St Patrick’s Cathedral is the Church of Ireland’s national cathedral, and is located on the outskirts of the city. It is the biggest church in Ireland and was constructed between 1191 and 1270, in honour of Ireland’s parton saint, Saint Patrick. Although, a church has stood on this site since the 5th century. It has a long eclectic and dramatic history and it was here that St Patrick is said to have baptised the local Celtic chieftains and converts. It is also of religious and architectural importance here in Ireland, being one of few remaining buildings from medieval times.
The cathedral has altered in design several times over the years and underwent considerable rebuilding in the 1870’s as there was fear it would collapse, records were not kept so it is not evident what aspects of the building are genuinely medieval and how much is Victorian reproduction. Nevertheless, it still is a wonderful piece of Gothic Revival architecture with many lovely features including its stained glass windows and decorative floor. Visitors will also find hundreds of memorial plaques, busts and monuments here. The organ here is one of the biggest in Ireland with in excess of 4,000 pipes. Elements of it date from a Renatus Harris instrument of 1695. The organ has been rebuilt and restored over the intervening years.
The Cathedral has over five hundred burial tombs on site, both under the cathedral’s floor and in the graveyard outside. The most famous being Jonathan Swift, author of Gulliver’s Travels, he was the Dean of Saint for the Cathedral in the 1700’s. There are a number of other interesting tombs and memorials located here.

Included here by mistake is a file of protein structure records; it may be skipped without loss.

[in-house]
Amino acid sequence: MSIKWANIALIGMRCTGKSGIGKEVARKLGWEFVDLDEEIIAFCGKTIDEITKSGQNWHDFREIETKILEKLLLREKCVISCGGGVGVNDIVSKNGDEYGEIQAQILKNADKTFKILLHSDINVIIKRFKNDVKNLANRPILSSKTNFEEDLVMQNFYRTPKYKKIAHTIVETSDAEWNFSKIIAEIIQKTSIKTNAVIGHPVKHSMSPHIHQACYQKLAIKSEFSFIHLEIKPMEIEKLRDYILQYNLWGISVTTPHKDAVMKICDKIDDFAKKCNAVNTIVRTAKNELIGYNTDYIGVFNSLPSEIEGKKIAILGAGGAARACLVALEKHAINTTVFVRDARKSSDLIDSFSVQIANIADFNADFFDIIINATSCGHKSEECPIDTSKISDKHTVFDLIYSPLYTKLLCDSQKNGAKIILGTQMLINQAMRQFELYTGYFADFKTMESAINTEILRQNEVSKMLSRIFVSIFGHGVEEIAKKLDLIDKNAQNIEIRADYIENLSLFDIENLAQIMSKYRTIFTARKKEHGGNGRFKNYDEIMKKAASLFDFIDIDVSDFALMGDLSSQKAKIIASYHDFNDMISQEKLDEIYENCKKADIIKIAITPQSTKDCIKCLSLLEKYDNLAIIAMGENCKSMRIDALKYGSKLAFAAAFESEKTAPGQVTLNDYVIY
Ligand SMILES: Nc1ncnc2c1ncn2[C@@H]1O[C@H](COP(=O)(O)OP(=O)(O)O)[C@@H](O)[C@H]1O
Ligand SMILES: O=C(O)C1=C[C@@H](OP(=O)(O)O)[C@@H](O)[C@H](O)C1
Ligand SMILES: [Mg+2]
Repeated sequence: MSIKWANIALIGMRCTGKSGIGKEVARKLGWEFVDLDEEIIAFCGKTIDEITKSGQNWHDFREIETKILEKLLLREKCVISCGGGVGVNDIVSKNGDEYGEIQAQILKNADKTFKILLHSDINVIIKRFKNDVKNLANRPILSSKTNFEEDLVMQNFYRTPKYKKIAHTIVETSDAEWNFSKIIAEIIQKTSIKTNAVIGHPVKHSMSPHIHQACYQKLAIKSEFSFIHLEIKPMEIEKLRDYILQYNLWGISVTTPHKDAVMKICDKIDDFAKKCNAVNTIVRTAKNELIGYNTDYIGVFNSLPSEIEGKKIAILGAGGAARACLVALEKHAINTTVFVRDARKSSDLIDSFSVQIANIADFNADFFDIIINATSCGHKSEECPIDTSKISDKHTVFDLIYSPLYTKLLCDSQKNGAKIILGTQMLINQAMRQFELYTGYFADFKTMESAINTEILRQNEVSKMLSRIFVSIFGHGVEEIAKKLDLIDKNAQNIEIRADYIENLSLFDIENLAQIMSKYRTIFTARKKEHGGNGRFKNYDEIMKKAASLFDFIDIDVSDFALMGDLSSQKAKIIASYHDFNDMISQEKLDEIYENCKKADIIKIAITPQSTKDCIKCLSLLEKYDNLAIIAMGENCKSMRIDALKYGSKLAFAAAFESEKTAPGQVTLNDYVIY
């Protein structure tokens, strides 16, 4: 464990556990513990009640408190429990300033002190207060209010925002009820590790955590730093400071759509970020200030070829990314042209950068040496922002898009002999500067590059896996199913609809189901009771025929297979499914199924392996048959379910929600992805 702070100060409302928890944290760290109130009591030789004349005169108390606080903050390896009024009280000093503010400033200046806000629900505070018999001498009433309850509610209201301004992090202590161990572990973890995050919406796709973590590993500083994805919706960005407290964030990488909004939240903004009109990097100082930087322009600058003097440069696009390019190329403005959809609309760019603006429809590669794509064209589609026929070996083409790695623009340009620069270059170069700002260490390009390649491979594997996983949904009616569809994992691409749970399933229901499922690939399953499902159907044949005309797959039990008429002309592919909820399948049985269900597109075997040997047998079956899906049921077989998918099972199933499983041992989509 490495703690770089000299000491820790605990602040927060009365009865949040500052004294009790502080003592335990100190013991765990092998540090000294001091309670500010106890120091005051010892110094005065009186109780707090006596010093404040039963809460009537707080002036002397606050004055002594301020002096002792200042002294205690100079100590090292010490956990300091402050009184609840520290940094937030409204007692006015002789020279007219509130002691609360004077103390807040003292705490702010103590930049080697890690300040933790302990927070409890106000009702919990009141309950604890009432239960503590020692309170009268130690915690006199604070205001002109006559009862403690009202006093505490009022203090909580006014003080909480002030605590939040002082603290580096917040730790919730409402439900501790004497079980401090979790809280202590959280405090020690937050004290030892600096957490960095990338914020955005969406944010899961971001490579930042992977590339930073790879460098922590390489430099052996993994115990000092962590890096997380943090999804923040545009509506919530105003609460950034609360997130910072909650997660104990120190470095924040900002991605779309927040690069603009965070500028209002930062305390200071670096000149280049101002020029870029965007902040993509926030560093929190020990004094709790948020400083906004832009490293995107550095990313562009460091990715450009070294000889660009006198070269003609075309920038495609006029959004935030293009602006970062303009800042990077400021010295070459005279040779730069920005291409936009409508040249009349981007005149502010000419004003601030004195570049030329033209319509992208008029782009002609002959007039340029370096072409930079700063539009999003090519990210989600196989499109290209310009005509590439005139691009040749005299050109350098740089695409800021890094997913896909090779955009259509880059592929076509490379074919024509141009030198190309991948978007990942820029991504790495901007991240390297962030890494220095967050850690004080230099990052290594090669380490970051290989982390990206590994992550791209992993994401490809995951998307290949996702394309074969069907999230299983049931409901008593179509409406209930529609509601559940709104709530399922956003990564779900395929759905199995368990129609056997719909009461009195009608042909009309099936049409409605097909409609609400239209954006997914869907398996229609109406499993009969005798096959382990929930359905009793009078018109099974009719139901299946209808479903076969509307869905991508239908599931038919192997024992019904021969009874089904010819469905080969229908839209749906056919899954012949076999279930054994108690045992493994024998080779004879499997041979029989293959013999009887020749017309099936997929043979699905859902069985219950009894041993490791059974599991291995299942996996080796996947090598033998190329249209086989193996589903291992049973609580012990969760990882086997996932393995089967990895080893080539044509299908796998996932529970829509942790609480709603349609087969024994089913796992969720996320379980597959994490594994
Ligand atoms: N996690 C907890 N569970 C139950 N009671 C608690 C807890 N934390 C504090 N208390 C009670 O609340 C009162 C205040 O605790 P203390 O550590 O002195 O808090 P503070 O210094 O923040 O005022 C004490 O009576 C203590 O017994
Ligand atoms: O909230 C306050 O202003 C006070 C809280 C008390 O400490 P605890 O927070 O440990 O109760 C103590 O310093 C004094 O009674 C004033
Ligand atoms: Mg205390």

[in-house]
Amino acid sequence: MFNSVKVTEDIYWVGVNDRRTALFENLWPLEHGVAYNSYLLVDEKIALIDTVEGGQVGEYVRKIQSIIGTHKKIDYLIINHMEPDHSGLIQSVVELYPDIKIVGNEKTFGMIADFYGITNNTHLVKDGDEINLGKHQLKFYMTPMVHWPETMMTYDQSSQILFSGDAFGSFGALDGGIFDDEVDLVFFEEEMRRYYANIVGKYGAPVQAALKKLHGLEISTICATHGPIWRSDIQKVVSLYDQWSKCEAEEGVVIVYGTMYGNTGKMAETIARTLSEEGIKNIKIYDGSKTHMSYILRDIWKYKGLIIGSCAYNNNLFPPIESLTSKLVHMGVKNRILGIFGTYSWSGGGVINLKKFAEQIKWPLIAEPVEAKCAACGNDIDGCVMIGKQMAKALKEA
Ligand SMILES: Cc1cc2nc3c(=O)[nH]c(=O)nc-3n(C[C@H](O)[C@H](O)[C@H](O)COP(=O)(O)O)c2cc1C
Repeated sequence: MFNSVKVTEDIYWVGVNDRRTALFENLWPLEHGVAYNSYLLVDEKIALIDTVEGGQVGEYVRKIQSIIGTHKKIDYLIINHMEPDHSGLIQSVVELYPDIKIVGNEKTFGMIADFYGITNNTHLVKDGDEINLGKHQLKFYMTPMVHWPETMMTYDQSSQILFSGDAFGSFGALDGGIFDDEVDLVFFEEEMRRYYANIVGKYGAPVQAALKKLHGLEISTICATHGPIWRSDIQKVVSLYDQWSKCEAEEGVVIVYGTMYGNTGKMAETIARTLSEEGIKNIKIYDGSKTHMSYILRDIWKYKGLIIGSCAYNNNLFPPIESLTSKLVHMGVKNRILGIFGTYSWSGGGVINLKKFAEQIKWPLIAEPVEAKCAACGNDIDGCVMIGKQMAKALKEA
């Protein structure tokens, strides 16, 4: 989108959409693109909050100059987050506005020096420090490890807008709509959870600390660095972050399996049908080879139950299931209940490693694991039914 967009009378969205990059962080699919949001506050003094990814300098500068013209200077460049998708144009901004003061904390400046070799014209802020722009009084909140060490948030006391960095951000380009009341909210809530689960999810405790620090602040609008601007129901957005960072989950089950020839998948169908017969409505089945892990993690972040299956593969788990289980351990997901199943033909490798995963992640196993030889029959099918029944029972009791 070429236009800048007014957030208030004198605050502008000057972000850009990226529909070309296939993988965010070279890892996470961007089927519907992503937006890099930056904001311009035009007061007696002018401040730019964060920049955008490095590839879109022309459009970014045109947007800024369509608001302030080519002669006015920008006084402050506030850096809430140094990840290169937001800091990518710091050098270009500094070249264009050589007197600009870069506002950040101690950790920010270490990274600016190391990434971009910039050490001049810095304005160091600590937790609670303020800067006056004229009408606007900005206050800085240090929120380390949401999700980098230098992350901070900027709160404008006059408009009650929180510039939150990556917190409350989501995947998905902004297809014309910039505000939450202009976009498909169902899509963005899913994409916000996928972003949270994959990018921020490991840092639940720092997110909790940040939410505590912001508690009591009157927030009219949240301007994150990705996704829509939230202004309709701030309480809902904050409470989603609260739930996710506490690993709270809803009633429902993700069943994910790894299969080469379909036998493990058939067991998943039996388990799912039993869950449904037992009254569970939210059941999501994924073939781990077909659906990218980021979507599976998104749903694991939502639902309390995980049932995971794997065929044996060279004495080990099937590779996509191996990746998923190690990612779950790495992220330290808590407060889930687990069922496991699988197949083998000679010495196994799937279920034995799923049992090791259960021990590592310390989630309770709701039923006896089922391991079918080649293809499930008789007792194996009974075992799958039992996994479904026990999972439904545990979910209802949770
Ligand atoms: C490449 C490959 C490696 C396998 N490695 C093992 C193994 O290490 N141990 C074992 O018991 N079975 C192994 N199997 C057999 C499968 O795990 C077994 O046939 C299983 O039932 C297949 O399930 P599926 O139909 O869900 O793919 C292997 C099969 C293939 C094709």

During his stay in Dublin, Oliver Cromwell stabled his horses in the nave of the Cathedral, a real insult to the cathedral and its worshippers.
Guided tours of the Cathedral take place frequently during the day, experienced and friendly guides bring the history of the Cathedral to life through the stories they tell. Visitors can also use the free App to take a self-guided tour. The staff are also happy to answer any questions visitors may have.
The Cathedral is world renowned for its choir, the Choir School was established in 1432, a number of its members were involved in the first performance of Handel’s Messiah here in 1742. The composition is on display in a glass case in the cathedral. The choir continues to perform lunchtime music recitals during the term time. It is a beautiful and humbling experience to hear them sing, the acoustics are superb. It is also the location for a number of public national ceremonies throughout the year.
St Patrick’s Cathedral is open daily during the year. Vistors are welcome to come and enjoy its calming but gorgeous surroundings, a really beautiful building.